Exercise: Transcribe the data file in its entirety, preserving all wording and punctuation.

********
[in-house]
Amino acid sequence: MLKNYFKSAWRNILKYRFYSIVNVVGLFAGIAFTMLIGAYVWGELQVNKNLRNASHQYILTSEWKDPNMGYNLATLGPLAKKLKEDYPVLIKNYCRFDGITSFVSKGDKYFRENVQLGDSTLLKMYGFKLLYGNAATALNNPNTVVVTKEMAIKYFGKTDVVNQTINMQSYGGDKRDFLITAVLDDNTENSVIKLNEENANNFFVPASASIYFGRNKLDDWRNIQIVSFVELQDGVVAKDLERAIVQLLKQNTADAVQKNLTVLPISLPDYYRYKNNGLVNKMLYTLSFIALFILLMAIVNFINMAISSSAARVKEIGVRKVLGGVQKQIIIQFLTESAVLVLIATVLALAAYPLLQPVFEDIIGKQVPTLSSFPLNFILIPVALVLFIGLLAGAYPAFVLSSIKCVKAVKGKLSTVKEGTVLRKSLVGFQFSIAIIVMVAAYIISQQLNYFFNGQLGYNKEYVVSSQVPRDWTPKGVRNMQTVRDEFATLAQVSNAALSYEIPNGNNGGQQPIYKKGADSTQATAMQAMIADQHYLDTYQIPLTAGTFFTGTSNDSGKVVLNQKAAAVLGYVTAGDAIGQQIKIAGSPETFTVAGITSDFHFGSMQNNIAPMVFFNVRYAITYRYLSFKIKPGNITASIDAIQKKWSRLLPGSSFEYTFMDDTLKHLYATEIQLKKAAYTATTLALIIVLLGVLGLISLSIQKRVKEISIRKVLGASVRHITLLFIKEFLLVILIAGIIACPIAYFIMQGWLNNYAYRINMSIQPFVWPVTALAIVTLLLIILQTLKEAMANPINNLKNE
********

[in-house]
Amino acid sequence: MLKNYFKSAWRNILKYRFYSIVNVVGLFAGIAFTMLIGAYVWGELQVNKNLRNASHQYILTSEWKDPNMGYNLATLGPLAKKLKEDYPVLIKNYCRFDGITSFVSKGDKYFRENVQLGDSTLLKMYGFKLLYGNAATALNNPNTVVVTKEMAIKYFGKTDVVNQTINMQSYGGDKRDFLITAVLDDNTENSVIKLNEENANNFFVPASASIYFGRNKLDDWRNIQIVSFVELQDGVVAKDLERAIVQLLKQNTADAVQKNLTVLPISLPDYYRYKNNGLVNKMLYTLSFIALFILLMAIVNFINMAISSSAARVKEIGVRKVLGGVQKQIIIQFLTESAVLVLIATVLALAAYPLLQPVFEDIIGKQVPTLSSFPLNFILIPVALVLFIGLLAGAYPAFVLSSIKCVKAVKGKLSTVKEGTVLRKSLVGFQFSIAIIVMVAAYIISQQLNYFFNGQLGYNKEYVVSSQVPRDWTPKGVRNMQTVRDEFATLAQVSNAALSYEIPNGNNGGQQPIYKKGADSTQATAMQAMIADQHYLDTYQIPLTAGTFFTGTSNDSGKVVLNQKAAAVLGYVTAGDAIGQQIKIAGSPETFTVAGITSDFHFGSMQNNIAPMVFFNVRYAITYRYLSFKIKPGNITASIDAIQKKWSRLLPGSSFEYTFMDDTLKHLYATEIQLKKAAYTATTLALIIVLLGVLGLISLSIQKRVKEISIRKVLGASVRHITLLFIKEFLLVILIAGIIACPIAYFIMQGWLNNYAYRINMSIQPFVWPVTALAIVTLLLIILQTLKEAMANPINNLKNE